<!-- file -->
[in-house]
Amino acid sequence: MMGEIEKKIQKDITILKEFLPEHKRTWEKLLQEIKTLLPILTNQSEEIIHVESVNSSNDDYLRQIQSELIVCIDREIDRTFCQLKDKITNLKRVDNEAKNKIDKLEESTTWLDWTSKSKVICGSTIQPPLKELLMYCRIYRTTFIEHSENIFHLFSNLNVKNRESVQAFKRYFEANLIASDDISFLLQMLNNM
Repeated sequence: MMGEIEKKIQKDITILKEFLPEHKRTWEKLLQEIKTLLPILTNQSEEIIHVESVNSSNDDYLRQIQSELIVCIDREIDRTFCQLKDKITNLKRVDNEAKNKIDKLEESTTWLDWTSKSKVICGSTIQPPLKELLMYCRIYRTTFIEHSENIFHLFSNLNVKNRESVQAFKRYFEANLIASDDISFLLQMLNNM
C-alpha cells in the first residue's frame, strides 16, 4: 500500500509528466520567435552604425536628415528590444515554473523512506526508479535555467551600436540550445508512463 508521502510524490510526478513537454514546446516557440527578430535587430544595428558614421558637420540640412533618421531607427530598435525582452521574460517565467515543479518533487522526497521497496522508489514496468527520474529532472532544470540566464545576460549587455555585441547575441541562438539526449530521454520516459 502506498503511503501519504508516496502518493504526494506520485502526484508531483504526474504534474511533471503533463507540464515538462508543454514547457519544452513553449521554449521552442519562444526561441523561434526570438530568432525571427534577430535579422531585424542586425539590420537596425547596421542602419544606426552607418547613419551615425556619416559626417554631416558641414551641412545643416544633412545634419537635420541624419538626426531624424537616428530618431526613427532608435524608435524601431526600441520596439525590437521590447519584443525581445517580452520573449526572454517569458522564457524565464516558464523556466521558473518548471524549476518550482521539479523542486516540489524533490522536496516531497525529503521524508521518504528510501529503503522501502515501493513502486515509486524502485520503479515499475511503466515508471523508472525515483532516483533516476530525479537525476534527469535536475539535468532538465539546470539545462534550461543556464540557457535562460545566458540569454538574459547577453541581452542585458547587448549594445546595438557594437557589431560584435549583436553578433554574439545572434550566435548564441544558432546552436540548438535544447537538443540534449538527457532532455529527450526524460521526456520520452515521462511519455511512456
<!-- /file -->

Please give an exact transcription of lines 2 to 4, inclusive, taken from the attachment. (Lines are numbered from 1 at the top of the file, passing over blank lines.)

Amino acid sequence: MMGEIEKKIQKDITILKEFLPEHKRTWEKLLQEIKTLLPILTNQSEEIIHVESVNSSNDDYLRQIQSELIVCIDREIDRTFCQLKDKITNLKRVDNEAKNKIDKLEESTTWLDWTSKSKVICGSTIQPPLKELLMYCRIYRTTFIEHSENIFHLFSNLNVKNRESVQAFKRYFEANLIASDDISFLLQMLNNM
Repeated sequence: MMGEIEKKIQKDITILKEFLPEHKRTWEKLLQEIKTLLPILTNQSEEIIHVESVNSSNDDYLRQIQSELIVCIDREIDRTFCQLKDKITNLKRVDNEAKNKIDKLEESTTWLDWTSKSKVICGSTIQPPLKELLMYCRIYRTTFIEHSENIFHLFSNLNVKNRESVQAFKRYFEANLIASDDISFLLQMLNNM
C-alpha cells in the first residue's frame, strides 16, 4: 500500500509528466520567435552604425536628415528590444515554473523512506526508479535555467551600436540550445508512463 508521502510524490510526478513537454514546446516557440527578430535587430544595428558614421558637420540640412533618421531607427530598435525582452521574460517565467515543479518533487522526497521497496522508489514496468527520474529532472532544470540566464545576460549587455555585441547575441541562438539526449530521454520516459 502506498503511503501519504508516496502518493504526494506520485502526484508531483504526474504534474511533471503533463507540464515538462508543454514547457519544452513553449521554449521552442519562444526561441523561434526570438530568432525571427534577430535579422531585424542586425539590420537596425547596421542602419544606426552607418547613419551615425556619416559626417554631416558641414551641412545643416544633412545634419537635420541624419538626426531624424537616428530618431526613427532608435524608435524601431526600441520596439525590437521590447519584443525581445517580452520573449526572454517569458522564457524565464516558464523556466521558473518548471524549476518550482521539479523542486516540489524533490522536496516531497525529503521524508521518504528510501529503503522501502515501493513502486515509486524502485520503479515499475511503466515508471523508472525515483532516483533516476530525479537525476534527469535536475539535468532538465539546470539545462534550461543556464540557457535562460545566458540569454538574459547577453541581452542585458547587448549594445546595438557594437557589431560584435549583436553578433554574439545572434550566435548564441544558432546552436540548438535544447537538443540534449538527457532532455529527450526524460521526456520520452515521462511519455511512456